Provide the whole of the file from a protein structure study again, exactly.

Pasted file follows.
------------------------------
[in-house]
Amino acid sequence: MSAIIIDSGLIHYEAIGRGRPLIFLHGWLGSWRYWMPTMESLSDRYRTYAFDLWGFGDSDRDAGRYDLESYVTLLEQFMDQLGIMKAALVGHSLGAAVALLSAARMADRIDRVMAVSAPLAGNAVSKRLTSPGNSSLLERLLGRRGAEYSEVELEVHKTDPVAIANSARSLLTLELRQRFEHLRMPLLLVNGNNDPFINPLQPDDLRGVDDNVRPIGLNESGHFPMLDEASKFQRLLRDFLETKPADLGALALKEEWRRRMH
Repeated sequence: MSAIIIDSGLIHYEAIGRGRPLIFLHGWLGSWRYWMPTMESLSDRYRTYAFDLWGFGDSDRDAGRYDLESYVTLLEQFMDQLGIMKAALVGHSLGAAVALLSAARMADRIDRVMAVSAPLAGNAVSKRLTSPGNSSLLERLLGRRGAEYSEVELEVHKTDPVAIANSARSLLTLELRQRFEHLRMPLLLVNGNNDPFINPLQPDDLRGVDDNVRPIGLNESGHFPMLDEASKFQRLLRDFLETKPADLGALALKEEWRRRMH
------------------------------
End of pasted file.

[in-house]
Amino acid sequence: MSAIIIDSGLIHYEAIGRGRPLIFLHGWLGSWRYWMPTMESLSDRYRTYAFDLWGFGDSDRDAGRYDLESYVTLLEQFMDQLGIMKAALVGHSLGAAVALLSAARMADRIDRVMAVSAPLAGNAVSKRLTSPGNSSLLERLLGRRGAEYSEVELEVHKTDPVAIANSARSLLTLELRQRFEHLRMPLLLVNGNNDPFINPLQPDDLRGVDDNVRPIGLNESGHFPMLDEASKFQRLLRDFLETKPADLGALALKEEWRRRMH
Repeated sequence: MSAIIIDSGLIHYEAIGRGRPLIFLHGWLGSWRYWMPTMESLSDRYRTYAFDLWGFGDSDRDAGRYDLESYVTLLEQFMDQLGIMKAALVGHSLGAAVALLSAARMADRIDRVMAVSAPLAGNAVSKRLTSPGNSSLLERLLGRRGAEYSEVELEVHKTDPVAIANSARSLLTLELRQRFEHLRMPLLLVNGNNDPFINPLQPDDLRGVDDNVRPIGLNESGHFPMLDEASKFQRLLRDFLETKPADLGALALKEEWRRRMH